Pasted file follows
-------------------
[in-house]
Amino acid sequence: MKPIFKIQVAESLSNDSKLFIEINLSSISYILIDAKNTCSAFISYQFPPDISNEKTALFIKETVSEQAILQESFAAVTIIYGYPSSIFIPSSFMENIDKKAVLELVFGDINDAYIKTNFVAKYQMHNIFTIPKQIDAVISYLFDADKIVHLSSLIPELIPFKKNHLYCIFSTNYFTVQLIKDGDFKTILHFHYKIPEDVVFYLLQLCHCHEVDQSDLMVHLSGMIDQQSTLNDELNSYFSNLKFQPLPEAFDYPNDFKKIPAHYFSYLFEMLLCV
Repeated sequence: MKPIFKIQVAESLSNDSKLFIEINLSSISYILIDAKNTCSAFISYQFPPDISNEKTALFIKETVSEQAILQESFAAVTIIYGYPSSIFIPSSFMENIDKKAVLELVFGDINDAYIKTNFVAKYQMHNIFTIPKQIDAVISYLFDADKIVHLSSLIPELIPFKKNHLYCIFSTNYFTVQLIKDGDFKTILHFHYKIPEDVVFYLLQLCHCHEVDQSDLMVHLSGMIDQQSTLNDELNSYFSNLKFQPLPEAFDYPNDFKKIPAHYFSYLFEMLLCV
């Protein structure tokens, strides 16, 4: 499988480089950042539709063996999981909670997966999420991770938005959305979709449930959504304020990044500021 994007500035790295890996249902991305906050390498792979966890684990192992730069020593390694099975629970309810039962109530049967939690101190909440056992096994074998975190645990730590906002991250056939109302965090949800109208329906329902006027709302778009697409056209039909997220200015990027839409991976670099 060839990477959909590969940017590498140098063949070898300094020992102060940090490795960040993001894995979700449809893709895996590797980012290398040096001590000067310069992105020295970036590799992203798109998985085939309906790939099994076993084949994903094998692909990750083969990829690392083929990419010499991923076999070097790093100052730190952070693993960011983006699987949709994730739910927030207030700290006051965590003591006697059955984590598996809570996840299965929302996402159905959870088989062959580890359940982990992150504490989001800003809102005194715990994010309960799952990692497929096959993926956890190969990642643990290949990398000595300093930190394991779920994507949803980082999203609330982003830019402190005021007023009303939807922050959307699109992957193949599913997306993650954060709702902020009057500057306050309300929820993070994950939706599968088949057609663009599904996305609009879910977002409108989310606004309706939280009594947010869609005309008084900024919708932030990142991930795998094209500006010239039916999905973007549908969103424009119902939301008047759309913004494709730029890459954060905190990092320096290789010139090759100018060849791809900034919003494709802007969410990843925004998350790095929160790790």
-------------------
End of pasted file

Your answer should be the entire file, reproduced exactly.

[in-house]
Amino acid sequence: MKPIFKIQVAESLSNDSKLFIEINLSSISYILIDAKNTCSAFISYQFPPDISNEKTALFIKETVSEQAILQESFAAVTIIYGYPSSIFIPSSFMENIDKKAVLELVFGDINDAYIKTNFVAKYQMHNIFTIPKQIDAVISYLFDADKIVHLSSLIPELIPFKKNHLYCIFSTNYFTVQLIKDGDFKTILHFHYKIPEDVVFYLLQLCHCHEVDQSDLMVHLSGMIDQQSTLNDELNSYFSNLKFQPLPEAFDYPNDFKKIPAHYFSYLFEMLLCV
Repeated sequence: MKPIFKIQVAESLSNDSKLFIEINLSSISYILIDAKNTCSAFISYQFPPDISNEKTALFIKETVSEQAILQESFAAVTIIYGYPSSIFIPSSFMENIDKKAVLELVFGDINDAYIKTNFVAKYQMHNIFTIPKQIDAVISYLFDADKIVHLSSLIPELIPFKKNHLYCIFSTNYFTVQLIKDGDFKTILHFHYKIPEDVVFYLLQLCHCHEVDQSDLMVHLSGMIDQQSTLNDELNSYFSNLKFQPLPEAFDYPNDFKKIPAHYFSYLFEMLLCV
């Protein structure tokens, strides 16, 4: 499988480089950042539709063996999981909670997966999420991770938005959305979709449930959504304020990044500021 994007500035790295890996249902991305906050390498792979966890684990192992730069020593390694099975629970309810039962109530049967939690101190909440056992096994074998975190645990730590906002991250056939109302965090949800109208329906329902006027709302778009697409056209039909997220200015990027839409991976670099 060839990477959909590969940017590498140098063949070898300094020992102060940090490795960040993001894995979700449809893709895996590797980012290398040096001590000067310069992105020295970036590799992203798109998985085939309906790939099994076993084949994903094998692909990750083969990829690392083929990419010499991923076999070097790093100052730190952070693993960011983006699987949709994730739910927030207030700290006051965590003591006697059955984590598996809570996840299965929302996402159905959870088989062959580890359940982990992150504490989001800003809102005194715990994010309960799952990692497929096959993926956890190969990642643990290949990398000595300093930190394991779920994507949803980082999203609330982003830019402190005021007023009303939807922050959307699109992957193949599913997306993650954060709702902020009057500057306050309300929820993070994950939706599968088949057609663009599904996305609009879910977002409108989310606004309706939280009594947010869609005309008084900024919708932030990142991930795998094209500006010239039916999905973007549908969103424009119902939301008047759309913004494709730029890459954060905190990092320096290789010139090759100018060849791809900034919003494709802007969410990843925004998350790095929160790790």